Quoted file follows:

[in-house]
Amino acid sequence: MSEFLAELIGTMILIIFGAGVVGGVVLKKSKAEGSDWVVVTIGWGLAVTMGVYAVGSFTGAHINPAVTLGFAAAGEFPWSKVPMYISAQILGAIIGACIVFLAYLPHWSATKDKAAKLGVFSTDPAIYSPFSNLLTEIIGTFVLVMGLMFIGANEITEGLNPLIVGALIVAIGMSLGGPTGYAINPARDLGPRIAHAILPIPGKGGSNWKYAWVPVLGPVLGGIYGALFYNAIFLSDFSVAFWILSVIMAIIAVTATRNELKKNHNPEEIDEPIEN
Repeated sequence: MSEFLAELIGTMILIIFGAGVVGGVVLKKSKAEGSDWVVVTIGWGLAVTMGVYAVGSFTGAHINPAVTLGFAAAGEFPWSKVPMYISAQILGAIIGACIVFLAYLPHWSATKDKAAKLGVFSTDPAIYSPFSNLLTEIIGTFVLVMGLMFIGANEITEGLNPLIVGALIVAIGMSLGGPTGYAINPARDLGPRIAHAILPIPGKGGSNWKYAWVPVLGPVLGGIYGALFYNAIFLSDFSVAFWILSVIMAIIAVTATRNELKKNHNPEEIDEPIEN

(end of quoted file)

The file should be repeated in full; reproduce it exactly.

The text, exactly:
[in-house]
Amino acid sequence: MSEFLAELIGTMILIIFGAGVVGGVVLKKSKAEGSDWVVVTIGWGLAVTMGVYAVGSFTGAHINPAVTLGFAAAGEFPWSKVPMYISAQILGAIIGACIVFLAYLPHWSATKDKAAKLGVFSTDPAIYSPFSNLLTEIIGTFVLVMGLMFIGANEITEGLNPLIVGALIVAIGMSLGGPTGYAINPARDLGPRIAHAILPIPGKGGSNWKYAWVPVLGPVLGGIYGALFYNAIFLSDFSVAFWILSVIMAIIAVTATRNELKKNHNPEEIDEPIEN
Repeated sequence: MSEFLAELIGTMILIIFGAGVVGGVVLKKSKAEGSDWVVVTIGWGLAVTMGVYAVGSFTGAHINPAVTLGFAAAGEFPWSKVPMYISAQILGAIIGACIVFLAYLPHWSATKDKAAKLGVFSTDPAIYSPFSNLLTEIIGTFVLVMGLMFIGANEITEGLNPLIVGALIVAIGMSLGGPTGYAINPARDLGPRIAHAILPIPGKGGSNWKYAWVPVLGPVLGGIYGALFYNAIFLSDFSVAFWILSVIMAIIAVTATRNELKKNHNPEEIDEPIEN